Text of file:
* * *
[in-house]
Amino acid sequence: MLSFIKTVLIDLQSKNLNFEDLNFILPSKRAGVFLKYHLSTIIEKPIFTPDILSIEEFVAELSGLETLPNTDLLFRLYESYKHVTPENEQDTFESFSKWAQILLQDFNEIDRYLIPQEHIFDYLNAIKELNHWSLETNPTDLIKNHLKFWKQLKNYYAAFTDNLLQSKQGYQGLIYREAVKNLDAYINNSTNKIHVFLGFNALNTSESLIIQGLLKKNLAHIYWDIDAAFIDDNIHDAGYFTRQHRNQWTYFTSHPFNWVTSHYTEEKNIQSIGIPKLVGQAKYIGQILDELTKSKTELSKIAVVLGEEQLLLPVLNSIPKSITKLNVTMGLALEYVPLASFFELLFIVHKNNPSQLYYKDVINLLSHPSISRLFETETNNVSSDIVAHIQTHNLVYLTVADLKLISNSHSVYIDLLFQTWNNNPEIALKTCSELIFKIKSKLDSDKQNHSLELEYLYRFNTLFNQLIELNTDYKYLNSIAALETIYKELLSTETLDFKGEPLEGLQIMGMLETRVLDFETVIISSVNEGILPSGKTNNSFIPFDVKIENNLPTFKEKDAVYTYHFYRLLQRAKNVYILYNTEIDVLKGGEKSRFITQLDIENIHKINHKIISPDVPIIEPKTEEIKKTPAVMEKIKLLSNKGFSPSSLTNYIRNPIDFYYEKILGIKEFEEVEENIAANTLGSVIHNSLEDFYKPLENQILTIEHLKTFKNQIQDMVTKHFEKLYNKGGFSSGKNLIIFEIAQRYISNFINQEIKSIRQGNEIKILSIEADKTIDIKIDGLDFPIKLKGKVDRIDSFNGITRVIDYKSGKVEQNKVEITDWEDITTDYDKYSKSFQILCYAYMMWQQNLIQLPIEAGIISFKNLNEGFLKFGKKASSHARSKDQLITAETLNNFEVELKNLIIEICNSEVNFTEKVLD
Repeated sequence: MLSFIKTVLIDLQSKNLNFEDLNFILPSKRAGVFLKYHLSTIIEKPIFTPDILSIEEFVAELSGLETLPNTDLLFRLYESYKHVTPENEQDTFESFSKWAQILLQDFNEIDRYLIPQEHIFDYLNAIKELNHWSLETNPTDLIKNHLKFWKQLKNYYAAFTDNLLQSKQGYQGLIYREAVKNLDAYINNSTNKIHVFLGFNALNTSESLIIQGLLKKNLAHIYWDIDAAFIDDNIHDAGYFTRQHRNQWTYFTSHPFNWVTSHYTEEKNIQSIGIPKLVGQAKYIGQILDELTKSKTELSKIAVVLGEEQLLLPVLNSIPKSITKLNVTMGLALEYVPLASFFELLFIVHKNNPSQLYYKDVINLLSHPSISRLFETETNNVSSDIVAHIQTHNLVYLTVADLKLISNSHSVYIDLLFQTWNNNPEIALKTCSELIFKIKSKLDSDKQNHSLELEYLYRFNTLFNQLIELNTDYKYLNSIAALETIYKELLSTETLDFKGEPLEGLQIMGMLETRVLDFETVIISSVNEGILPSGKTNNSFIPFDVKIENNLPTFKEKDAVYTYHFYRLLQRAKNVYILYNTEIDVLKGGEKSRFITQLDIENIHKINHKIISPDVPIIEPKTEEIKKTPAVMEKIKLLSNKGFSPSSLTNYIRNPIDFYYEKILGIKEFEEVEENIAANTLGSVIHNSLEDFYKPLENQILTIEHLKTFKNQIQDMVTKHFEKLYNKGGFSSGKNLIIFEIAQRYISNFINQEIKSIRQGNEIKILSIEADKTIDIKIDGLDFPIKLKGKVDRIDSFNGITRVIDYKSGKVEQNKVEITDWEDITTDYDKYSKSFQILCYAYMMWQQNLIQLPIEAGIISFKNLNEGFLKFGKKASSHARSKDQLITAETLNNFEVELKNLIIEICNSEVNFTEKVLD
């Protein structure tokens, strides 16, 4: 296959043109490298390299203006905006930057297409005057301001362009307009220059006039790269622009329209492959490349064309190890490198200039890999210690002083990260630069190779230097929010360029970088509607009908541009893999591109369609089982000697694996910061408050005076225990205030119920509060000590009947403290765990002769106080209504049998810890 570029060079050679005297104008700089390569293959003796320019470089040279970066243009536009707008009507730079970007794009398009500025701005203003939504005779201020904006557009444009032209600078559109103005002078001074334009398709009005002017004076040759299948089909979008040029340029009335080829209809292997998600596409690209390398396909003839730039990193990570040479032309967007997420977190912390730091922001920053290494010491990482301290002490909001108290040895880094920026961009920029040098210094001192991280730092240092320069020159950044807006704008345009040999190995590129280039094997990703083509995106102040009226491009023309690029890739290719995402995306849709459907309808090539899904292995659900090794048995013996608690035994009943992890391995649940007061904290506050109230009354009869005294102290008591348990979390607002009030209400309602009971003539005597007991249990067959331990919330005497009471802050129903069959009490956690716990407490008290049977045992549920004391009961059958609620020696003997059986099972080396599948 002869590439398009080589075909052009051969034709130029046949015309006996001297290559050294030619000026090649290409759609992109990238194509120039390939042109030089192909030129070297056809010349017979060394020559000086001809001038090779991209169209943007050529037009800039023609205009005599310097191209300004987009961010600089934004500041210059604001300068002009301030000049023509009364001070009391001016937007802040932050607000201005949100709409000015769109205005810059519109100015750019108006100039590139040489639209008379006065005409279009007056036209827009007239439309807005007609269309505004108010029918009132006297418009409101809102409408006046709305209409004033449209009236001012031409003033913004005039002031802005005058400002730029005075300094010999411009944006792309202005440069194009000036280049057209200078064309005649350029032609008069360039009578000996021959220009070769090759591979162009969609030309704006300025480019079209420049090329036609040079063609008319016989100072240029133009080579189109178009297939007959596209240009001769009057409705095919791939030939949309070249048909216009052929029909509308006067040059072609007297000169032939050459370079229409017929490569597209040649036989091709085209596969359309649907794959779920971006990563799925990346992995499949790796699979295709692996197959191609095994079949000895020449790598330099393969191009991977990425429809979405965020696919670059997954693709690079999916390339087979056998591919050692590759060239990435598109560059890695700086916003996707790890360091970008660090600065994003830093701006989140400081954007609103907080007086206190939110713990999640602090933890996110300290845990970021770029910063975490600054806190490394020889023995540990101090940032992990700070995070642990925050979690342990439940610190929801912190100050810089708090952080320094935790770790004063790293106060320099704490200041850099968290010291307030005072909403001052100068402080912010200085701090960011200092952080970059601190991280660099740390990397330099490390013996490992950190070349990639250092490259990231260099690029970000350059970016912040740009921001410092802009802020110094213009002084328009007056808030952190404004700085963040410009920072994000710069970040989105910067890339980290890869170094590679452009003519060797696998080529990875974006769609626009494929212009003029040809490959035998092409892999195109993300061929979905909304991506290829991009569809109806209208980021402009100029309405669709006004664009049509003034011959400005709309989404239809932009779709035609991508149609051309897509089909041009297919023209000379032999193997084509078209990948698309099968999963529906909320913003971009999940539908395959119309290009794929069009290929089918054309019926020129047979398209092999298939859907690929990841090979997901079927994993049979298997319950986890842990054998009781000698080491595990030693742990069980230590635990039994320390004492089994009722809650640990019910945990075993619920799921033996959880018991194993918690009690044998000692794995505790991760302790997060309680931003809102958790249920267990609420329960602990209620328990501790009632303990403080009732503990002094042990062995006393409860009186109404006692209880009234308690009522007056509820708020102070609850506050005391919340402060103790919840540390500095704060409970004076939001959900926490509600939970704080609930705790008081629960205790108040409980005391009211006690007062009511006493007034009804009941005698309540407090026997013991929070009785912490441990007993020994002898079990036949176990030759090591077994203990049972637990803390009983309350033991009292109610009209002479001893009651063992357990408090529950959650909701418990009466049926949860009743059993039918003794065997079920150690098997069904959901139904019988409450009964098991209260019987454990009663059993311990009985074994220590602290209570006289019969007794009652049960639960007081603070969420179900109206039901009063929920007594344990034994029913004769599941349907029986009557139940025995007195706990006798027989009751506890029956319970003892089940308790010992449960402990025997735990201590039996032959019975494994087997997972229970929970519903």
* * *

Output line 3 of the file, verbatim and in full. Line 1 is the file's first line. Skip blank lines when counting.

Repeated sequence: MLSFIKTVLIDLQSKNLNFEDLNFILPSKRAGVFLKYHLSTIIEKPIFTPDILSIEEFVAELSGLETLPNTDLLFRLYESYKHVTPENEQDTFESFSKWAQILLQDFNEIDRYLIPQEHIFDYLNAIKELNHWSLETNPTDLIKNHLKFWKQLKNYYAAFTDNLLQSKQGYQGLIYREAVKNLDAYINNSTNKIHVFLGFNALNTSESLIIQGLLKKNLAHIYWDIDAAFIDDNIHDAGYFTRQHRNQWTYFTSHPFNWVTSHYTEEKNIQSIGIPKLVGQAKYIGQILDELTKSKTELSKIAVVLGEEQLLLPVLNSIPKSITKLNVTMGLALEYVPLASFFELLFIVHKNNPSQLYYKDVINLLSHPSISRLFETETNNVSSDIVAHIQTHNLVYLTVADLKLISNSHSVYIDLLFQTWNNNPEIALKTCSELIFKIKSKLDSDKQNHSLELEYLYRFNTLFNQLIELNTDYKYLNSIAALETIYKELLSTETLDFKGEPLEGLQIMGMLETRVLDFETVIISSVNEGILPSGKTNNSFIPFDVKIENNLPTFKEKDAVYTYHFYRLLQRAKNVYILYNTEIDVLKGGEKSRFITQLDIENIHKINHKIISPDVPIIEPKTEEIKKTPAVMEKIKLLSNKGFSPSSLTNYIRNPIDFYYEKILGIKEFEEVEENIAANTLGSVIHNSLEDFYKPLENQILTIEHLKTFKNQIQDMVTKHFEKLYNKGGFSSGKNLIIFEIAQRYISNFINQEIKSIRQGNEIKILSIEADKTIDIKIDGLDFPIKLKGKVDRIDSFNGITRVIDYKSGKVEQNKVEITDWEDITTDYDKYSKSFQILCYAYMMWQQNLIQLPIEAGIISFKNLNEGFLKFGKKASSHARSKDQLITAETLNNFEVELKNLIIEICNSEVNFTEKVLD